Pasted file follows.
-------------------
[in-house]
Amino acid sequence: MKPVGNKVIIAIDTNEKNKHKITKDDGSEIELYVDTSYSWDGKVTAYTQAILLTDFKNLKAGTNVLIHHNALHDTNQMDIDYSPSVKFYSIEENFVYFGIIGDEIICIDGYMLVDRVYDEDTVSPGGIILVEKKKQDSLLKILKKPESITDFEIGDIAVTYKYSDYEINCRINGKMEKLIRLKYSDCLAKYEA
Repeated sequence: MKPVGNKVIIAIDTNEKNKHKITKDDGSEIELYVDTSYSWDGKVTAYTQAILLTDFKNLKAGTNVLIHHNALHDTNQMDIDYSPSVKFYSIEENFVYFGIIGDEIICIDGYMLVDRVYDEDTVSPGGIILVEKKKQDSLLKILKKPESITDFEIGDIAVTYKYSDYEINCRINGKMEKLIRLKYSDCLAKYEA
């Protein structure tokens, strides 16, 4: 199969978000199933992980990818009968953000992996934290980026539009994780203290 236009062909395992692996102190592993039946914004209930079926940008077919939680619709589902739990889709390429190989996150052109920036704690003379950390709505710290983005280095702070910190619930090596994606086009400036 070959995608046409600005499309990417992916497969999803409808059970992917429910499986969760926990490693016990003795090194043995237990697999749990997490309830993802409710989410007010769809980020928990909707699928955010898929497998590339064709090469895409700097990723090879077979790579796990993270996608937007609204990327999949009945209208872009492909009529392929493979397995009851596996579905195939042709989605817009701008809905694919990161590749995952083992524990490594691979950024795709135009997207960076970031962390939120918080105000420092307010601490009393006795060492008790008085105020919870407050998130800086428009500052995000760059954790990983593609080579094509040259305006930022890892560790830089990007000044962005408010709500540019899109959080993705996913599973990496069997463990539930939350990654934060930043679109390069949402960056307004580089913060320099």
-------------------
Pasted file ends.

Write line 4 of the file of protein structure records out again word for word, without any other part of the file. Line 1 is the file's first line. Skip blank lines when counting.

């Protein structure tokens, strides 16, 4: 199969978000199933992980990818009968953000992996934290980026539009994780203290 236009062909395992692996102190592993039946914004209930079926940008077919939680619709589902739990889709390429190989996150052109920036704690003379950390709505710290983005280095702070910190619930090596994606086009400036 070959995608046409600005499309990417992916497969999803409808059970992917429910499986969760926990490693016990003795090194043995237990697999749990997490309830993802409710989410007010769809980020928990909707699928955010898929497998590339064709090469895409700097990723090879077979790579796990993270996608937007609204990327999949009945209208872009492909009529392929493979397995009851596996579905195939042709989605817009701008809905694919990161590749995952083992524990490594691979950024795709135009997207960076970031962390939120918080105000420092307010601490009393006795060492008790008085105020919870407050998130800086428009500052995000760059954790990983593609080579094509040259305006930022890892560790830089990007000044962005408010709500540019899109959080993705996913599973990496069997463990539930939350990654934060930043679109390069949402960056307004580089913060320099």